“I read something, when I was in my grandpa’s old stuff, he left a note or something and it mentioned that. Like almost exactly. Punishing the souls of sinners.” QP closed his eyes and tried to remember. “I don’t remember what else the note said. But we’re going back there tonight. Maybe I can pocket it and bring it back.” Goosebumps spread across his arms. “That’s creepy.”
“What’s going on?” Tyler asked.
“I don’t know exactly,” Robert said. “But Dumah punishes people for their sins, and…” Robert turned the book around so QP and Tyler could see the front cover. He pointed to a black and white image of a mask. “This is a common representation of him.”
Tyler covered his mouth and gasped.
QP’s eyes widened. “Okay. I’m officially freaked the shit out. That’s the same mask from my grandpa’s old shit.”
“What’s this mean?” Tyler asked.
“Probably nothing,” Robert said. “Most of this stuff is folklore.”
“Most of this stuff?” Tyler crossed his arms.
“There’s one reference to a document that lives outside of myth. A book. It’s called The Mask of Silence. I already scanned the shelves, but it’s not in here. My bet is that it’s lost to history.”
QP had his phone out and he was typing in words. “The Mask of Silence,” he said, reading. “The Mask of Silence is what Dumah wore when he punished the sinners, though the mask has never actually been proven to exist. Legend tells that the mask was the last thing Dumah’s victims saw to remind them of their own sin. The mask’s mouth was sewn shut and the eyes are sealed. Scholars believed that since Dumah’s name means silence, he actively haunted and punished those who kept their silence. Those who witness injustice and remained quiet, in Dumah’s eyes, held more responsibility to the crime than the actual offender. Thus, their sin was greater, and their punishment more severe.”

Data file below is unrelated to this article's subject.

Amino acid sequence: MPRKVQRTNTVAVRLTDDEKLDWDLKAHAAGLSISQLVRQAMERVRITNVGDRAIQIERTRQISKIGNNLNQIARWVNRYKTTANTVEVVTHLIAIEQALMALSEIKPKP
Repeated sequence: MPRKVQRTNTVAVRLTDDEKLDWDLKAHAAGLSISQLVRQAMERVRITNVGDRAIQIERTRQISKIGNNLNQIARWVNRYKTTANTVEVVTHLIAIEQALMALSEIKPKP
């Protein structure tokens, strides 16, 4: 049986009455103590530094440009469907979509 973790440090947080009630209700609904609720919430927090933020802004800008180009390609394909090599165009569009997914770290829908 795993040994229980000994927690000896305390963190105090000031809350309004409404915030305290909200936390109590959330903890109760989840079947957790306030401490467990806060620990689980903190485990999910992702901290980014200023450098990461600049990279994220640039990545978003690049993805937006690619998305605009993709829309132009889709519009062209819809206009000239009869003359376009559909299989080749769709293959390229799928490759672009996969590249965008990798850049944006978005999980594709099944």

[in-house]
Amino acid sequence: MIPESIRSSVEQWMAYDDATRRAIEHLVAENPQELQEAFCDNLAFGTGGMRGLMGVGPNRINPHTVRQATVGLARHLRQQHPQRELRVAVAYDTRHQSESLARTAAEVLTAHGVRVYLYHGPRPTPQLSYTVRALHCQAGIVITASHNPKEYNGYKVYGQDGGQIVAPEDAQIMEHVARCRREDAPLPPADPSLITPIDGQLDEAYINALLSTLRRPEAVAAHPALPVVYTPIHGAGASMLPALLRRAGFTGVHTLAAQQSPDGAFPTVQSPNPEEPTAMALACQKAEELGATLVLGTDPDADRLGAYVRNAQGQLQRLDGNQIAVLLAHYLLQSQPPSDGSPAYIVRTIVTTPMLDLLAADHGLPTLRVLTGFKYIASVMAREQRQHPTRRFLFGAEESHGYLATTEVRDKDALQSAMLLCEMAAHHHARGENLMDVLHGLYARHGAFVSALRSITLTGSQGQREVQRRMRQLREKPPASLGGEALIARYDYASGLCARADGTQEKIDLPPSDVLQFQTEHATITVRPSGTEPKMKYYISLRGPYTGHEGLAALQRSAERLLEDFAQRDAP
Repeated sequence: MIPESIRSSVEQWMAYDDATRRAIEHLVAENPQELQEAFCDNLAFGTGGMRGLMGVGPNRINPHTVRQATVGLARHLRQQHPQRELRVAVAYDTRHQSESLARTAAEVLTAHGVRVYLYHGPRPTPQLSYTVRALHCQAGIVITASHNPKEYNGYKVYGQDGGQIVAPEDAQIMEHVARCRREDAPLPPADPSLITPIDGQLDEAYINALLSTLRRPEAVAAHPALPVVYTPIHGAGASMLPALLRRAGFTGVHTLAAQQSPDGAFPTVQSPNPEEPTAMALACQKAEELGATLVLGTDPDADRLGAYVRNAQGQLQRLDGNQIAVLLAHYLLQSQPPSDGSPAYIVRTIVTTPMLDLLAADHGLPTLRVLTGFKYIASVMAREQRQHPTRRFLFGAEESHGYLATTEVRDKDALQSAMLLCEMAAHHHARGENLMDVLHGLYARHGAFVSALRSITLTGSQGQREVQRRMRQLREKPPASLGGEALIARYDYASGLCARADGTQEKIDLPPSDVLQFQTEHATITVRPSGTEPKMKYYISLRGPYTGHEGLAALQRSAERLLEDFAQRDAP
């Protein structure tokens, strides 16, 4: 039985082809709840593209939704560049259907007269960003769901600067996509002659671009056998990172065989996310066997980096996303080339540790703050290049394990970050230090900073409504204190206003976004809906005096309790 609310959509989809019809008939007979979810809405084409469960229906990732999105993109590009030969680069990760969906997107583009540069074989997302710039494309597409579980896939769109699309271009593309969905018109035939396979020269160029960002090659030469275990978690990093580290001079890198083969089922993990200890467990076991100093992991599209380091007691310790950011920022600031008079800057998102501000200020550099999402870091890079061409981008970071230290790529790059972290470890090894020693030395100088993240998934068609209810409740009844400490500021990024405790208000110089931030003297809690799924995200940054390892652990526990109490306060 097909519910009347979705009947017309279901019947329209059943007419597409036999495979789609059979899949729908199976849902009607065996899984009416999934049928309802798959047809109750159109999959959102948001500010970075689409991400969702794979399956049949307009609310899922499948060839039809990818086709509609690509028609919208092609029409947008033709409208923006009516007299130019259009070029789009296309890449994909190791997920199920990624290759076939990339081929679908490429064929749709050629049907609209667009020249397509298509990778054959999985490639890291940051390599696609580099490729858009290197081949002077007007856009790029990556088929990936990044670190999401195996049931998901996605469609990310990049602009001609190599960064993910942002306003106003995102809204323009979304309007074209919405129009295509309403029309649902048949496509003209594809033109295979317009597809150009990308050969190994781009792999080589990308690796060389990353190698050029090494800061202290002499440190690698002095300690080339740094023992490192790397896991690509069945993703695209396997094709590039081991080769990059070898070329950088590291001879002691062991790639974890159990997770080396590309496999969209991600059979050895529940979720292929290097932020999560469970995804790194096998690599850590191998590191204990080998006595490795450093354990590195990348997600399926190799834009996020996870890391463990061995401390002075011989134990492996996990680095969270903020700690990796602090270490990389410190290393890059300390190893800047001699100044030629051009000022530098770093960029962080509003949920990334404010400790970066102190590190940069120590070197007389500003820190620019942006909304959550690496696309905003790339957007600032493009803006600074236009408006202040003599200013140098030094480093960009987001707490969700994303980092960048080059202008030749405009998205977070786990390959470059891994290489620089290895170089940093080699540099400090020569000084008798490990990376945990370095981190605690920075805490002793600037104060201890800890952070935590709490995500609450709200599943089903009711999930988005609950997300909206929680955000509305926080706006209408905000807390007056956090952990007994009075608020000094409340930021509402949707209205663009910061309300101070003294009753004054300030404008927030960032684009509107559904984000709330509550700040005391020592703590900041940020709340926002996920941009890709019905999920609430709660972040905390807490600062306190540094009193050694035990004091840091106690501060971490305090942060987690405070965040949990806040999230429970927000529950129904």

“Wait,” Tyler said. “First, the mask has never been proven to exist, yet QP happens to find one.”
“That could’ve been anything. A Halloween mask for all we know,” QP said.
Tyler cocked his head. “Second,” he continued, “This angel or demon or whatever it is, it punishes people for keeping quiet after witnessing sin.” He used air quotes around the word sin. “Uh, do we still plan to keep quiet about last night? I’m not trying to catch the attention of a demon.” Tyler fished his phone from his pocket.
“What’re you doing?” QP asked.
“I’m calling the cops, telling them about last night.”
“What’re you talking about?” QP stepped toward Tyler. He had a hand out in a calming gesture. “Tyler, you can’t call the cops.”
“Why? We partook in a murder,” he whispered. “We buried his body. I’m supposed to hold back and not say dick? No. I can’t. Okay? I can’t do that. Especially if some demon is going to haunt me and punish me.” Tyler glanced at his screen and started pressing buttons.